Processor registers – a quickly accessible location available to the CPU usually consisting of small (32 or 64 bits) fast storage – this is where data is loaded from a larger memory and then manipulated/tested by machine instructions for arithmetic operations.
Processor cache – a sublayer of primary storage that improves computer performance by storing actively used information from the main memory into the cache memory. Most systems use a multi-level hierarchical cache setup with both primary and secondary cashes.
Memory bus – the direct or indirect connection between the main memory and the central processing unit, made up of two subunits: address bus and data bus.
Memory address – a reference to a specific memory location used by both software and hardware; a fixed-length digit sequence reference number.
Memory Management Unit (MMU) – a computer hardware unit through which memory references are passed and translates virtual memory addresses to physical addresses, either found as part of the CPU or as an integrated circuit.
Synonyms: paged memory management unit (PMMU)
Virtual memory – the view of memory that offers the appearance of main primary storage, despite being held in secondary storage, with transfer being automatically assumed and processed.
Synonyms: virtual storage
Read-only memory (ROM) – memory that can be read quickly but cannot be changed.
Tech Terms Dictionary Storage Edition: Secondary, Tertiary, And Off-line Storage
Secondary storage – the storage that is not directly accessible to the CPU, usually transferred via input/output (I/O) channels.
Synonyms: external memory, auxiliary storage
Input/Output (I/O) – In storage terms, the communication between the computer and another information processing system.
Synonyms: io, IO
Optical storage devices – Devices that store data using an optically readable medium and is read using a laser light on a spinning disc; examples include CD and DVD drives.
USB flash drives – a flash memory data storage device with a USB (universal serial bus) interface that is easily removable and rewriteable.
Synonyms: thumb drive, pen drive, gig stick, flash stick, jump drive, memory stick, disk key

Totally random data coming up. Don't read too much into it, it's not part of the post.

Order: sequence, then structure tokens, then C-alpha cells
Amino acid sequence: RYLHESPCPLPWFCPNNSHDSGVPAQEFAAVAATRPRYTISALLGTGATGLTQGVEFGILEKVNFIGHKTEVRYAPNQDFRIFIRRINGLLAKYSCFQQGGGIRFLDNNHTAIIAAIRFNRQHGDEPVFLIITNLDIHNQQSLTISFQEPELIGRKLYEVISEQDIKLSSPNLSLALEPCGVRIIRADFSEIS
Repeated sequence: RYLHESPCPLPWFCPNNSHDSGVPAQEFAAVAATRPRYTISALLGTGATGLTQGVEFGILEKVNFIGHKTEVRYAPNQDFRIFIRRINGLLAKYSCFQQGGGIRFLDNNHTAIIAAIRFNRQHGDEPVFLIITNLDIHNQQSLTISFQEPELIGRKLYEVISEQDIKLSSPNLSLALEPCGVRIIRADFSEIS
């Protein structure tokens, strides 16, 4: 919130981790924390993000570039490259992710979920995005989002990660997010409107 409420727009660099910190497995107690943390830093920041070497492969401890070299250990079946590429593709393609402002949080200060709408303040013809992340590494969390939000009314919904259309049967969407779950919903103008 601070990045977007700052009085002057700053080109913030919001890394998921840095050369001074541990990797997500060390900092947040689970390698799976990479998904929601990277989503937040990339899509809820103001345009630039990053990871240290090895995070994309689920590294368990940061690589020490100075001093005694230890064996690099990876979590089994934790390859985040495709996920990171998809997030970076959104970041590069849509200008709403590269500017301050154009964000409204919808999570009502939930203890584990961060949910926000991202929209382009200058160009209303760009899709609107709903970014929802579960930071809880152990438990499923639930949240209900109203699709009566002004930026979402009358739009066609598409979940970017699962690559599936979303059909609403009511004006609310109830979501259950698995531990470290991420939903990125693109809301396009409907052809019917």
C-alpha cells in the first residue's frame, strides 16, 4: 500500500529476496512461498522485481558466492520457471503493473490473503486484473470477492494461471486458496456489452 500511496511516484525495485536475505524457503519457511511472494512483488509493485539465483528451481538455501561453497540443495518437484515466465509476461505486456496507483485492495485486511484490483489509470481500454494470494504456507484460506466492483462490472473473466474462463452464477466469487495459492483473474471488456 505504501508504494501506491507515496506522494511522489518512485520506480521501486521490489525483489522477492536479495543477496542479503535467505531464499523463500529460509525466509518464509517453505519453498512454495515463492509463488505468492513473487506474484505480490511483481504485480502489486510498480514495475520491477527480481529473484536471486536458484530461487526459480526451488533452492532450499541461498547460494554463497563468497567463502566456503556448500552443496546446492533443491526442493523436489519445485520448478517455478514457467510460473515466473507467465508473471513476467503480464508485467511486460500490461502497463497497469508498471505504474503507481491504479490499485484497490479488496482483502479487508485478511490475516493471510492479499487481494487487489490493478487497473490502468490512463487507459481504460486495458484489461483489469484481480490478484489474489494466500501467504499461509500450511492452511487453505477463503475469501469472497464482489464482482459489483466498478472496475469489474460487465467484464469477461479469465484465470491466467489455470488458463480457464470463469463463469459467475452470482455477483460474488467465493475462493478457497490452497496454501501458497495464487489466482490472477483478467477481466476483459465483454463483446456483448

File system – a structure for the storage and retrieval of data into a system based on the paper-based “file” system.
Metadata – information that provides information about other data; includes descriptive metadata, structural metadata, administrative metadata, reference metadata, and statistical metadata.
Tertiary storage – the third level of storage, typically involving a robotic mechanism
Synonyms: tertiary memory
Tech Terms Dictionary Storage Edition Part 2: Up Next
Storage is complex, and it’d be foolish to attempt to offer a definitive covering of the topic in a few thousand words. Check back for our next edition, in which we’ll dive into the differences between HDDs, SDDs, and flash memory, how storage characteristics (i.e. volatility, mutability, and capacity) affect the storage conversation, and how storage impacts conversations around network connectivity, redundancy, AI and machine learning, Big Data, and IoT.
Stay tuned for the next edition!
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About The Author
Siobhan Climer, Science and Technology Writer for Mindsight, writes about technology trends in education, healthcare, and business. She previously taught STEM programs in elementary classrooms and museums, and writes extensively about cybersecurity, disaster recovery, cloud services, backups, data storage, network infrastructure, and the contact center. When she’s not writing tech, she’s writing fantasy, gardening, and exploring the world with her twin two-year old daughters. Find her on twitter @techtalksio.